According to Ceva’s estimates, trimming the X2’s DSP functions to focus solely on PHY control enables designers to reduce power consumption by 10–25% relative to performing those functions with the X4, and it shrinks the die area by 30–65%. One way the X2 makes this improvement is by cutting the maximum number of scalar processor units (SPUs) from four in the X4 to just two, as Figure 2 shows. The SPU design is the same as in the X4. Each unit can execute two 16x16-bit multiply-accumulate operations per cycle or two other 16-bit operations, such as add/subtract and multiply. Alternatively, each SPU can perform a single 32x32-bit multiply-accumulate operation.

Figure 2. Block diagram of Ceva X2 PHY-controller DSP. The 10-stage pipeline runs at up to 1.5GHz in a 16nm process, and each scalar unit executes two 16x16-bit multiply-accumulate operations per cycle. Blocks with dashed outlines are optional.

The X2 instruction pipeline uses the same 10-stage design as in the X4, but it narrows the SIMD width from 128 to 64 bits. Each SPU has its own 32-bit SIMD unit controlled by a VLIW instruction way. The 128-bit VLIW packet can contain five instructions (down from seven ways): one to each load/store unit, one to each SPU, and one to the program controller (PCU). The ISA has specialized modem DSP commands such as FFTs. Supported integer data types are 8, 16, 32, and 64 bits. A single-precision IEEE 754–compliant scalar floating-point unit is optional, and designers can choose to include or exclude it in each SPU independently.

The company offers a number of other options for the X-series DSPs. The branch target buffer (BTB) supports dynamic branch prediction and is configurable as a two- or four-way table with 64, 128, or 256 entries. Both X-series cores allow designers to integrate dedicated hardware accelerator ports, which require direct internal-memory access to minimize latency. The optional Ceva-Connect module offloads the DSP to handle that function. It integrates queue and buffer managers that control data flow to and from the accelerators as well as external DRAM. The module handles each queue independently to ensure quality of service (QoS). By integrating these control functions into the DSP, designers can eliminate a separate real-time controller core, such as an ARM Cortex-R.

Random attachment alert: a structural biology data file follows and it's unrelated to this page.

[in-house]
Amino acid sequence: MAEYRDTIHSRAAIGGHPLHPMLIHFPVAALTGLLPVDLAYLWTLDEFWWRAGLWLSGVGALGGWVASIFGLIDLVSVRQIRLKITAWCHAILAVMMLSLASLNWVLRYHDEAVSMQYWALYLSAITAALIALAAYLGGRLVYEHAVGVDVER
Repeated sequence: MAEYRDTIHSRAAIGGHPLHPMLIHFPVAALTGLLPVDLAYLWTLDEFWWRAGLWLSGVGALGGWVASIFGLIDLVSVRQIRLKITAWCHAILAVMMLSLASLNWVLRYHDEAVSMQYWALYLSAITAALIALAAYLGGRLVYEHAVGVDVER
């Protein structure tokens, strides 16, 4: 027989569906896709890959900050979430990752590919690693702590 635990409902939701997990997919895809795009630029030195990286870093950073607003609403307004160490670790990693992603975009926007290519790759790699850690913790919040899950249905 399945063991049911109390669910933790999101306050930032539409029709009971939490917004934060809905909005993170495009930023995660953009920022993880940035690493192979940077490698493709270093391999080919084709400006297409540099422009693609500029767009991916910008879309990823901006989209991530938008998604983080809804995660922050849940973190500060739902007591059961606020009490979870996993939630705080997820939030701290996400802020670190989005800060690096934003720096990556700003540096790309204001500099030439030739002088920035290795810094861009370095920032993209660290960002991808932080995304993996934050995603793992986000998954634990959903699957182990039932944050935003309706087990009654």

The X2 provides separate 128-bit memory interfaces for the load and store units. Like the X4, it optionally includes L1 instruction and data caches, and an optional Amba Ace port enables the caches to be coherent with other Ceva DSPs or with the L2 in an ARM CPU. The cache sizes remain the same. The data cache can store up to 64KB, and it’s configurable for two- or four-way set associativity. The cache supports writeback and write-through policies; it’s also nonblocking for reads and writes on a cache miss. The instruction cache can store up to 128KB and is also configurable as two- or four-way set associative.